The Myanmar military’s illegitimate seizure of power on 1 February, 2021 marks an extremely dark day in Myanmar’s history and harks back to a time of military dictatorship which many in Myanmar had strived tirelessly to end. In a feckless power-grab, Commander-in-Chief Min Aung Hlaing ordered tanks into the streets and for the unlawful and arbitrary detention of the State Counsellor Daw Aung San Suu Kyi, President U Win Myint and other political figures, civil society activists and military critics, in the early morning raid hours before parliament was to convene, in a historical parallel to the Ne Win led coup d’état on the eve of the opening of the Federal Seminar on 2 March,1962.
The path to the coup has been signposted with many red flags, such as before the 8 November 2020 elections when the Myanmar military called into question the Union Election Commission (UEC)’s handling of voter lists, early voting procedures and weaknesses in observing political party campaigning. In two statements, Min Aung Hlaing accused the UEC of incompetence and placed the blame for its alleged deficiencies squarely with the National League for Democracy (NLD)-led government. The NLD government was elected in a landslide victory, securing 83% of the vote, 315 of the 440 seats in the lower house and 161 of the 224 seats in the upper house of the Hluttaw. However, the military and its proxy party, the Union Solidarity and Development Party (USDP), have made unsubstantiated claims of 8.6 million irregularities in voter lists, including people voting twice, underage voting and voters not having identification. There has been no evidence made publicly available to substantiate these allegations. The UEC has denied these claims, urging those with concerns to go through the correct legal channels. A joint statement made by domestic election observer organizations on 29 January, 2021, found “the results of the elections were credible and reflected the will of the majority of voters”, through their observations of voter list display, campaigning, advanced voting, election day and tabulation of votes. While these groups readily admit electoral reform is needed, they reject the military’s assertions and call for post-election stability and the peaceful transition of power.
Yet, Commander-in-Chief Min Aung Hlaing, sought under the pretense of articles 417 and 418 of the flawed military-drafted Constitution to transfer control of the executive, legislative and judiciary power to himself, forcibly removing the President from office through the military appointment of Vice-President and former lieutenant-general Myint Swe (now Acting President), who called a state of emergency and triggered the above articles. Concerningly, Article 420 provides the Commander-in-Chief may restrict or suspend the fundamental rights of citizens during the state of emergency, with no redress from the courts. Furthermore, Article 432 confers wide discretionary power for the Commander-in-Chief to act and to do so without any legal redress.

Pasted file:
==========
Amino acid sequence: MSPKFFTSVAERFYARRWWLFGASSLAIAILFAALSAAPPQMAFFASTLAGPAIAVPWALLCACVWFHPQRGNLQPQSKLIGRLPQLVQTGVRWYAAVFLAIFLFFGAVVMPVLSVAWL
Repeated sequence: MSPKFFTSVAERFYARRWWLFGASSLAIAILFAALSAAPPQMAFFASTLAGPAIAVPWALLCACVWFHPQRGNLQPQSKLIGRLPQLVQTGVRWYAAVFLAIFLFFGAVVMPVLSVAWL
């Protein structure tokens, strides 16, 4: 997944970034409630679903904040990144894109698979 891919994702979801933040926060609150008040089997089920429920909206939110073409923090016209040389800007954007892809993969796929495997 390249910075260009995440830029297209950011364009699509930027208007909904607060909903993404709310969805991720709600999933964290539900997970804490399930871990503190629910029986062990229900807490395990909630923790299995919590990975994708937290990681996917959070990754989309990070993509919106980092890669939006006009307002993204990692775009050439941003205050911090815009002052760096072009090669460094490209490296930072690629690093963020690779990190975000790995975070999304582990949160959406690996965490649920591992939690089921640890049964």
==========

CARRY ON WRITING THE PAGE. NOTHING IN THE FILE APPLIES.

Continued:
The coup took place under the cover of a telecommunications and internet shutdown, orchestrated to coincide with the arrests of government ministers and pro-democracy activists in order to sow fear, hide wrongdoing and stop the spread of information. Many people felt trapped in this situation, unable to take refuge outside their homes due to the restrictions in place under COVID-19. A recent report by Progressive Voice shows how these restrictions have been weaponized by the Myanmar military to suppress human rights activists and defenders, contributing to a further shrinking of civil society space. Heightened vigilance and strong support from international actors to call for the protection of these human rights defenders, journalists and activists is urgently needed. One anonymous activist from Myitkyina describes human rights defenders in an interview with Time stating “We are like birds in a cage; anyone can be arrested….anything can happen under this military regime.” On Monday, ultranationalists and pro-military protesters have been inciting violence in the streets, including the beating of a photojournalist documenting the day’s events. Meanwhile, the military, the military-backed USDP and ultranationalists continue to use social media platforms without repercussions, particularly on Facebook, to incite violence and stoke fear.
Despite attempts by the government for a transition towards democracy, the NLD was unable to keep the influential force of the military out of politics, while simultaneously being unwilling and unable to stop the Myanmar military from inflicting grave human rights violations against civilians. While the world’s attention is squarely focused on the coup, artillery shells were being dropped by the Myanmar military on villages in Hpapun and Nyaunglebin districts, Karen State. In early December 2020, the military – in breach of the Nationwide Ceasefire Agreement – began increasing their military presence, entered designated Karen National Union territory, and targeted civilians with artillery shelling and burning of villages. This is the latest fighting undertaken by Myanmar military’s unrelenting war machine, which moves cyclically from ethnic area to ethnic area. Between 2018-2020, Rakhine State saw some of the worst fighting in Myanmar in decades, a state which saw the genocide of the Rohingya and countless human rights violations. The same military which stands accused of genocide, war crimes and crimes against humanity undertook the coup.